Alexia let out a dramatic sigh and rolled over so that she could stare at her bedroom ceiling while lying on Sense.

                'You and granddad don't talk anymore.' She let the words float into the room as if by setting them free her grandma would have to catch them.

                Resa smiled. 'Of course we do.' She wondered if she had always lied so easily. Never having needed to before, she hadn't thought about it. Strange how it came so naturally. But then, unders had always been lied to. She had been told that she would fulfil her role and go over happy that she had maintained the Balance. How could anyone be happy living with someone who had six months more? No, they didn't speak. They had nothing to say.

                'When did you last talk to him?'

                'This morning.'

                'What did you say?

                'I can't remember.'

                'That's because you didn't say anything except to ask if he wanted juice.'

                'Actually, he got me my juice this morning. We take it in turns.' I could have flung it in his face, she thought to herself. Alexia looked at her closely, trying to see if she was lying. That was what it was like to be under, always questioning, always being fobbed off. Resa looked at her granddaughter and saw the seventeen year-old; all the questions would be gone.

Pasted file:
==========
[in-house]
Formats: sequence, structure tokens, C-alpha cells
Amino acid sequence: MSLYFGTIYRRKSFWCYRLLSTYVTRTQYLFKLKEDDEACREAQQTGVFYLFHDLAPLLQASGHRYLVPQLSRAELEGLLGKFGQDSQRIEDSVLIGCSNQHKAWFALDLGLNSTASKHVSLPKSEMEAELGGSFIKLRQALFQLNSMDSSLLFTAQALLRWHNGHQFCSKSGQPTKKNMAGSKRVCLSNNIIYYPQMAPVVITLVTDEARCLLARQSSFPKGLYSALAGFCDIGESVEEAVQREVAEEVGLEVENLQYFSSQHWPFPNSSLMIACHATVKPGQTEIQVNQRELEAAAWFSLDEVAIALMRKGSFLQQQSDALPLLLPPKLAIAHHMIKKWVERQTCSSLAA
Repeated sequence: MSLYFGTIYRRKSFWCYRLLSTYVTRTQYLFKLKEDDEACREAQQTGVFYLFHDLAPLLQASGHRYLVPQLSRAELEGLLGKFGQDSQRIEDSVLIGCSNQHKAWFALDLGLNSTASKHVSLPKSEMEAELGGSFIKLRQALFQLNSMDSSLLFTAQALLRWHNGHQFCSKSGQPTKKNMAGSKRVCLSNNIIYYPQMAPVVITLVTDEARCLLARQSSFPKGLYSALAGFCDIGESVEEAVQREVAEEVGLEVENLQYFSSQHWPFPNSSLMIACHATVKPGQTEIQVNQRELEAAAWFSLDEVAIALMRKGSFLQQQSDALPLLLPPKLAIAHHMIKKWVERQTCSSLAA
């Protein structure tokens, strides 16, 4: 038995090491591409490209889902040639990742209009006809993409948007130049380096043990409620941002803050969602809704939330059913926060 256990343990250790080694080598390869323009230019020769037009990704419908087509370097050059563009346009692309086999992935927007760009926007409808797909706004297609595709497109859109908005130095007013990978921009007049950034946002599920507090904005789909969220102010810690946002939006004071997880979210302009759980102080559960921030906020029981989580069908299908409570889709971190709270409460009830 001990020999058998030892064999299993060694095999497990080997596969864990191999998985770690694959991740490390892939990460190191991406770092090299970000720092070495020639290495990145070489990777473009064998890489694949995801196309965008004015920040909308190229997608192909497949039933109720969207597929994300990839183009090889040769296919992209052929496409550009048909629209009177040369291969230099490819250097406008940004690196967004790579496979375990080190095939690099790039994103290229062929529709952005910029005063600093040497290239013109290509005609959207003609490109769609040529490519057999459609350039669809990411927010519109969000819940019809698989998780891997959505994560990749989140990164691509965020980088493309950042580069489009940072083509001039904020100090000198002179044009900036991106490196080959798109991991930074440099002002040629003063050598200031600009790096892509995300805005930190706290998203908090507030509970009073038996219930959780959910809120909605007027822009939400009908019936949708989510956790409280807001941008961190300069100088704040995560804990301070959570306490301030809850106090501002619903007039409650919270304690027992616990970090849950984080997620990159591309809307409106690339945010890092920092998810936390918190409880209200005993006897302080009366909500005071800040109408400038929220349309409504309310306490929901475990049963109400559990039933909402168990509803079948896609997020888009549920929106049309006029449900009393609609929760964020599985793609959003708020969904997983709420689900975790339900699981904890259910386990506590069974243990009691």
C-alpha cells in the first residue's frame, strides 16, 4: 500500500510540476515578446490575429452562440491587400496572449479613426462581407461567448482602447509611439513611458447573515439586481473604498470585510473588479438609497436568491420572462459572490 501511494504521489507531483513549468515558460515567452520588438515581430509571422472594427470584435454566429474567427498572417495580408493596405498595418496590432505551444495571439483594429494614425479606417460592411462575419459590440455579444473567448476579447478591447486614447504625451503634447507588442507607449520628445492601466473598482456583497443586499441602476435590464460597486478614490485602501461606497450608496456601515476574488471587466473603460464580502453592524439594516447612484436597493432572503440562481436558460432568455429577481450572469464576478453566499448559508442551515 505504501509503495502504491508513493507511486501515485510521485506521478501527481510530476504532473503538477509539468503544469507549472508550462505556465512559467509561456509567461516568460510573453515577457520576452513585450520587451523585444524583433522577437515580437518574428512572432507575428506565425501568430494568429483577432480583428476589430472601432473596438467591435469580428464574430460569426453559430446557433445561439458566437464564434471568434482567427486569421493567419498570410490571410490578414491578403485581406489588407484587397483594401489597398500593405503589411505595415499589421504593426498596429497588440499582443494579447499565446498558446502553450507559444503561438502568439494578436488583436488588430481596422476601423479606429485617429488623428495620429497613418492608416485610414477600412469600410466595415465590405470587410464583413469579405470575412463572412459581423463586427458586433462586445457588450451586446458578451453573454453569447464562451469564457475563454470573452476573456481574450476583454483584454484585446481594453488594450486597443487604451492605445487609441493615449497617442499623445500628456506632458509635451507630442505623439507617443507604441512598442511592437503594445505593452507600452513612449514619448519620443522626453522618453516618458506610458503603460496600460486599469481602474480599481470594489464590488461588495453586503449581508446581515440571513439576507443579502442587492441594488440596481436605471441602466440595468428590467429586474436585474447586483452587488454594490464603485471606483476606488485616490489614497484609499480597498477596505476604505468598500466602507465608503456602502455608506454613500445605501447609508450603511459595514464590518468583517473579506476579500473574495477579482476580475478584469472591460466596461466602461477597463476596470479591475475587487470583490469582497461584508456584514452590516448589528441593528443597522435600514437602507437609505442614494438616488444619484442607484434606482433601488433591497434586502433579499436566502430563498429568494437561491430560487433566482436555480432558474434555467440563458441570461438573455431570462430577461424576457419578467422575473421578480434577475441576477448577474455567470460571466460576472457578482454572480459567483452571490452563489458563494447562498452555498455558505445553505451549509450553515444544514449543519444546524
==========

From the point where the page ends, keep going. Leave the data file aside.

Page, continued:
'What about the days you work? Who gets the juice then?'

                'Well, we both only have to work three days a week now. That's one of the perks of being five-four.'

                Alexia screwed up her face, a sure sign she didn't understand something. 'What's a 'perk'?'

                'Something extra. A little bonus.'

                'What if you don't want to work all week when you're under five-four? What if you're twenty five and you don't feel like it?'

                'Everyone works. Everyone feels like it. Everyone does something for the Balance. We're all important. We're not just hosts.' Now Resa felt like a leaflet

                'That's what they say in school.'

                'That's because it's true.'

                'Not all of the jobs can be as important.'

                'Of course they are.'

                'What about mum's job? That's not as important.'

                'Of course it is. Your mum helps thousands of people. Millions really. Without translators like your mum we wouldn't be able to communicate with each other.'

                Alexia adopted a monotone as she spoke. 'When the great joining was finally agreed, some countries wanted to keep their language. France and Belgium are the only French-speaking areas of the world left. Every other country adopted,' Alexia stumbled slightly in her recitation, 'English as their official language so that the Balance could be maintained more efficiently.' She sighed as she finished.